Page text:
Not only is this exchange wonderful, but everything about it is wonderful. The exchange is wonderful in the Child. Who is this Child? Who is this Child born in Bethlehem on Christmas night? This Child, whose name is Jesus, is both the Son of God and the Son of the Virgin Mary. This Child shares divinity with His Father in heaven. He is God like His Father. This Child shares humanity with His Mother. He is human like His Mother and like all of us. In this exchange God takes on our humanity and gives us a share in His own divine life. And when we accept Jesus into our lives through faith and Baptism, we become children of God, His brothers and sisters.

This exchange is also wonderful in the love that is at its origin. The reason why the Child came into the world, the reason why Jesus is born at Bethlehem is that God so loved the world that He gave His only Son to be our Savior. This exchange is indeed wonderful in the love that motivates God’s plan. Out of love God sent His Son into the world, so that He could take our flesh, sanctify our humanity and then give us a share in His divine life.

But there is more! This exchange between God and man is also wonderful in what it means to Christ. What it gives to the Son of God is wonderful. God, from all eternity, is the God of love. But at Bethlehem God begins to love in human flesh. And this is something new and wonderful: for God to share our human flesh and, with our emotions and with our heart of flesh, to be able to love us with His eternal love. Yes, this exchange between God and man is indeed wonderful in the humanity that it gives to Jesus Christ.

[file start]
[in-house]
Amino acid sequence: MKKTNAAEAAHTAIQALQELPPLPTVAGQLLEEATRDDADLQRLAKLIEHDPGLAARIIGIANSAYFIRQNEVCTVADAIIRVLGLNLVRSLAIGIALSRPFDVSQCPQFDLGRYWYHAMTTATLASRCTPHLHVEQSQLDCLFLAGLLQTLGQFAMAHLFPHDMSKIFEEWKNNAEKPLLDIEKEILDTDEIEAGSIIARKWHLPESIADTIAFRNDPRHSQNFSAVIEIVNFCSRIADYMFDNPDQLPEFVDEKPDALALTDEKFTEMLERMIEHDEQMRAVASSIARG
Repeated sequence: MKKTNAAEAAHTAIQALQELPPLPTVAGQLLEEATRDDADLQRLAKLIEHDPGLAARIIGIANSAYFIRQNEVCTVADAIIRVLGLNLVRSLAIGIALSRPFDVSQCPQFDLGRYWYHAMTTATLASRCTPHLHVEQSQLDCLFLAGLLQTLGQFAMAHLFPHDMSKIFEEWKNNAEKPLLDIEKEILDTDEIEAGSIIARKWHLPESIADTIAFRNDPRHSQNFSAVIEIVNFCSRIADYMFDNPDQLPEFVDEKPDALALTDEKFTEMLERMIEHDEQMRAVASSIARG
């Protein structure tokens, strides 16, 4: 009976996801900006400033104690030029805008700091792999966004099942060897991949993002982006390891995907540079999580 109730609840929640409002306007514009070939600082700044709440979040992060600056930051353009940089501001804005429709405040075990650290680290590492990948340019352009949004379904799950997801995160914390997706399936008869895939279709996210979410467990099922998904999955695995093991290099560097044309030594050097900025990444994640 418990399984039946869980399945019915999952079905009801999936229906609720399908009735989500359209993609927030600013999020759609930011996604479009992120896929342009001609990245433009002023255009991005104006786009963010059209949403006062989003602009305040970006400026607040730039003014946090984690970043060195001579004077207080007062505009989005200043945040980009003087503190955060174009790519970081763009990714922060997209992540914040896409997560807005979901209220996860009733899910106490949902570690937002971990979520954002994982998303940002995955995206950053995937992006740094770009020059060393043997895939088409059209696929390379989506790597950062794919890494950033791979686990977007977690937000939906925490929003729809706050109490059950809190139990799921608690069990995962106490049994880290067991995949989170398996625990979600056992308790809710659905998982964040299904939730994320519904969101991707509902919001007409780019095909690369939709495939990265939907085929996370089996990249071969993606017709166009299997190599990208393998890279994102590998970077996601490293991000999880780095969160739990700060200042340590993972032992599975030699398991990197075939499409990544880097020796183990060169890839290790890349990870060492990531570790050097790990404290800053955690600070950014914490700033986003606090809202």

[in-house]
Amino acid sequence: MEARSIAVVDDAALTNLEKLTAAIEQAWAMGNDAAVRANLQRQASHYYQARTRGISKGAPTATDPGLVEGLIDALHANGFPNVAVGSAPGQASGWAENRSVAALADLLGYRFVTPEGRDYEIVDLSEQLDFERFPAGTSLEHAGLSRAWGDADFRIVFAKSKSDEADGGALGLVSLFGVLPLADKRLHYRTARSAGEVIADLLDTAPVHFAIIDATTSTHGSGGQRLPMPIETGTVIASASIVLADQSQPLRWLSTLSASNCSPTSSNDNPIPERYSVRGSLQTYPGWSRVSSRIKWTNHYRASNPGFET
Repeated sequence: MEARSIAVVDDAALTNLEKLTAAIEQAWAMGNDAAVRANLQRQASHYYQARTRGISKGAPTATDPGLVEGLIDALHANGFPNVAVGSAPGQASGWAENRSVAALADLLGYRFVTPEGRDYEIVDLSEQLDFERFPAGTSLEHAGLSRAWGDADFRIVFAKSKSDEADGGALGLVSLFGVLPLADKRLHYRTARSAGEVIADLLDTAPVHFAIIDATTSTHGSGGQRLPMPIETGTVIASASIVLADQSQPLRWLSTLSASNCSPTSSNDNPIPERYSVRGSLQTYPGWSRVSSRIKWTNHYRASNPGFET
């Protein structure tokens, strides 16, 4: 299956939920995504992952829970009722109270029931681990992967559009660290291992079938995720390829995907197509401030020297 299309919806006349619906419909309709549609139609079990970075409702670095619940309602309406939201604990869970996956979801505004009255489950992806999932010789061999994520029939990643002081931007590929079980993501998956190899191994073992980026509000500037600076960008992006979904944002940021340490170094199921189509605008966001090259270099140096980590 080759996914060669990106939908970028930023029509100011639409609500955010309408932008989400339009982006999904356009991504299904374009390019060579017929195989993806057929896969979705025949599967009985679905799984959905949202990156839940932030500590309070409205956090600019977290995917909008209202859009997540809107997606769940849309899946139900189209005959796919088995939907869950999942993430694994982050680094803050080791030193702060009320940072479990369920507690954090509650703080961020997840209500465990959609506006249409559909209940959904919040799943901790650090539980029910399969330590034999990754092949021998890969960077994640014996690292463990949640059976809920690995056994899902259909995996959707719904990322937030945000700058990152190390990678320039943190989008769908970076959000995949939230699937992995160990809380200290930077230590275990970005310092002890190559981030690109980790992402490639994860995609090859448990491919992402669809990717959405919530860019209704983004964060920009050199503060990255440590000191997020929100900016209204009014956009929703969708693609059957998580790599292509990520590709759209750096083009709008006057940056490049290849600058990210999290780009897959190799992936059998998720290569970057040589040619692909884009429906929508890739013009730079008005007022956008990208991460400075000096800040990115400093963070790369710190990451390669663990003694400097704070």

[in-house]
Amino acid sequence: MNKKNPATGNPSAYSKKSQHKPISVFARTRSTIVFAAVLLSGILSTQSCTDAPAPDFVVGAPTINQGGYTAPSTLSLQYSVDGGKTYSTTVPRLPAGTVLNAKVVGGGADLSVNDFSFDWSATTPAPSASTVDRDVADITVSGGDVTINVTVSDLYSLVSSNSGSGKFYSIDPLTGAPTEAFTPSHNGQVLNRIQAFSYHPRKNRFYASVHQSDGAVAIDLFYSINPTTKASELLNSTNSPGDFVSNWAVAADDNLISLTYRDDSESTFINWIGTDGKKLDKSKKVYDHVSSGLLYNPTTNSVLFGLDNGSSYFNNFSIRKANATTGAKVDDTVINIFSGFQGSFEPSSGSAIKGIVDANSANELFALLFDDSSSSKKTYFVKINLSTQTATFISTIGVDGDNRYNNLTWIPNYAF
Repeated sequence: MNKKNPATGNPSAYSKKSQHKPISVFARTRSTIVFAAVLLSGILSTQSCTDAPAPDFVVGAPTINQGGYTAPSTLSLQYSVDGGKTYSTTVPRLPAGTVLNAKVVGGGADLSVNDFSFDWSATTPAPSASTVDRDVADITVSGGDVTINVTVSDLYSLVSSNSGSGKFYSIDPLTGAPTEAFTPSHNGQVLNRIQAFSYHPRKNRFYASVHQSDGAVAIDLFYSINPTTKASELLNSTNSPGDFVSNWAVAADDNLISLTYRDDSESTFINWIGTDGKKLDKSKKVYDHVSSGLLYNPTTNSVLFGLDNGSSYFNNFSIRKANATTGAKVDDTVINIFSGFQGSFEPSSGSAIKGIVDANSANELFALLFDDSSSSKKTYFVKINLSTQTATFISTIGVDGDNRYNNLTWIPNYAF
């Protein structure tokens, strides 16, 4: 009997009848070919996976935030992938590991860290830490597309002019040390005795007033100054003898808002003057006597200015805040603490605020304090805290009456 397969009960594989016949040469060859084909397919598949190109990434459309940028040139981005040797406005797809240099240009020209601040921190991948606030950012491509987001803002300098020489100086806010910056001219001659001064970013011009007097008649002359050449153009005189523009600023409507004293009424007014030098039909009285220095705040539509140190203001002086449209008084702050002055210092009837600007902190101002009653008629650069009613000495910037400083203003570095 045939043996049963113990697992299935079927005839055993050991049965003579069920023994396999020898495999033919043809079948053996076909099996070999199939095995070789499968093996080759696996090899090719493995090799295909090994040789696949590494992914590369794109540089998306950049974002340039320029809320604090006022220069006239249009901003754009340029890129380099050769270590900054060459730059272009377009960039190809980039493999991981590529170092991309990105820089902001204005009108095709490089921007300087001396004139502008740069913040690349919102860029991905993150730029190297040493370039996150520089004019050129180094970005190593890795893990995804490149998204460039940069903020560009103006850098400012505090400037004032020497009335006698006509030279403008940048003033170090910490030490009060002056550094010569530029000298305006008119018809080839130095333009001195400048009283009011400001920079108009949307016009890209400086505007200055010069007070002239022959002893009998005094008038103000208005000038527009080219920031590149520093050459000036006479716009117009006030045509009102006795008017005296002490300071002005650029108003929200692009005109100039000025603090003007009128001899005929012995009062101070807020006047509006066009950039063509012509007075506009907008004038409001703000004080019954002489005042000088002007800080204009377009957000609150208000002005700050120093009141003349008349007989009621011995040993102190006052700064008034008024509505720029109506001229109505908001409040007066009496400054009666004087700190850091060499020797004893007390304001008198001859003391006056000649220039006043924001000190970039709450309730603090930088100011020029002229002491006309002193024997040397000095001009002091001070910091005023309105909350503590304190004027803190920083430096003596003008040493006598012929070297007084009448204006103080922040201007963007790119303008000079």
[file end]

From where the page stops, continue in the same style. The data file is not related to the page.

And then, too, this exchange is wonderful in the consequences that it has for us. In Christ, in Jesus Christ, in the Baby at Bethlehem, God’s solidarity with us, God’s solidarity with all humanity is complete and His love is total.

But, yes, in the mystery of Christ’s birth, total also is the solidarity that Christ requires of all His brothers and sisters with the rest of humanity. Christ requires that He be loved in every human being by every other human being, because humanity now belongs to God. Humanity now belongs to Christ, and Christ will never allow Himself to be separated from those who share humanity with Him.

And this, dear friends, is where our Christmas message takes us: to the consequences of this wonderful exchange. Our Christmas message takes us to humanity in need: to every brother and sister in need of Jesus Christ and His love, His pardon, His mercy, His healing, His compassion, His Gospel of eternal life.

Our Christmas message makes us reach out to every human being suffering from hunger and disease; suffering in body, mind and soul; suffering from war and hatred; suffering from natural causes and disasters, and those suffering from their own sins and the sins of others.

The Word—the Word of God—became flesh and dwelt amongst us. He dwelt amongst us in Jesus Christ. And to all those who accept Him, He gives the power to become the children of God.